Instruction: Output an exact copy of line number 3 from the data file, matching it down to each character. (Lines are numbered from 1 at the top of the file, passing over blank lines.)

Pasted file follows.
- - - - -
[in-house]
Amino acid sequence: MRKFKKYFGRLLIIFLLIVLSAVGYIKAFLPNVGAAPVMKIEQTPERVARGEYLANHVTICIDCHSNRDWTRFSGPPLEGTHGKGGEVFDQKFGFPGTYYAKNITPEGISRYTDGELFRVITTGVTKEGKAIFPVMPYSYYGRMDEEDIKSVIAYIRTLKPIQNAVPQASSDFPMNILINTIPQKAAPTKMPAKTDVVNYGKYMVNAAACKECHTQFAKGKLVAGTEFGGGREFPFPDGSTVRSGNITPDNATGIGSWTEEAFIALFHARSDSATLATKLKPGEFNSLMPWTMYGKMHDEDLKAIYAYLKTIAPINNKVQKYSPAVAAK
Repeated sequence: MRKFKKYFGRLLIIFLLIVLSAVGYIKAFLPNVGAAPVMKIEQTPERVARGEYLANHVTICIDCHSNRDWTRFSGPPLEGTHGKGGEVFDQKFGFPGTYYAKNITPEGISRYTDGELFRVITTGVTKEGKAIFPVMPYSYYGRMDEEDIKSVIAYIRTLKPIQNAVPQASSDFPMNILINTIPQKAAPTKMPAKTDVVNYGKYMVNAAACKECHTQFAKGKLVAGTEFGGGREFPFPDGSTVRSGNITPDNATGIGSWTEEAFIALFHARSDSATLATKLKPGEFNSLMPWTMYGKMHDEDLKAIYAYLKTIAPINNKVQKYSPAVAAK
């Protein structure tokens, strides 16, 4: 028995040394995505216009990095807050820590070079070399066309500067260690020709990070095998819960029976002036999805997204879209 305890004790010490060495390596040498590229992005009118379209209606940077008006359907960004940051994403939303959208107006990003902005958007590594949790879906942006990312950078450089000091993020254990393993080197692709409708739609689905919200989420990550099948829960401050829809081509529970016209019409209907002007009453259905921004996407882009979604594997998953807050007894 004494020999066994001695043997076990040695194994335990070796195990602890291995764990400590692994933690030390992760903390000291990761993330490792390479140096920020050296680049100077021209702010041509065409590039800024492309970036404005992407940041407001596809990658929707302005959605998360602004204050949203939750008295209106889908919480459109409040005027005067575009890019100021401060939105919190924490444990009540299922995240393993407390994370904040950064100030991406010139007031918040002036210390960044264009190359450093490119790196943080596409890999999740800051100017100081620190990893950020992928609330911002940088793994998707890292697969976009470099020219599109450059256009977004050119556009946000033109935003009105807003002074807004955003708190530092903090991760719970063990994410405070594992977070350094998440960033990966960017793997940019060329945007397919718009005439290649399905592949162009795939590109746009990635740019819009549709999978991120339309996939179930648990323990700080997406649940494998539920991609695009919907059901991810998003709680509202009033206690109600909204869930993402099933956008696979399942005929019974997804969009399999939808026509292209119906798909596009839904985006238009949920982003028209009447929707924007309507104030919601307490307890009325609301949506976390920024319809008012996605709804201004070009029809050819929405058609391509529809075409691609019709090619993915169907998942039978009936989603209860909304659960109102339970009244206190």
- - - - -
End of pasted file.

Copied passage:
Repeated sequence: MRKFKKYFGRLLIIFLLIVLSAVGYIKAFLPNVGAAPVMKIEQTPERVARGEYLANHVTICIDCHSNRDWTRFSGPPLEGTHGKGGEVFDQKFGFPGTYYAKNITPEGISRYTDGELFRVITTGVTKEGKAIFPVMPYSYYGRMDEEDIKSVIAYIRTLKPIQNAVPQASSDFPMNILINTIPQKAAPTKMPAKTDVVNYGKYMVNAAACKECHTQFAKGKLVAGTEFGGGREFPFPDGSTVRSGNITPDNATGIGSWTEEAFIALFHARSDSATLATKLKPGEFNSLMPWTMYGKMHDEDLKAIYAYLKTIAPINNKVQKYSPAVAAK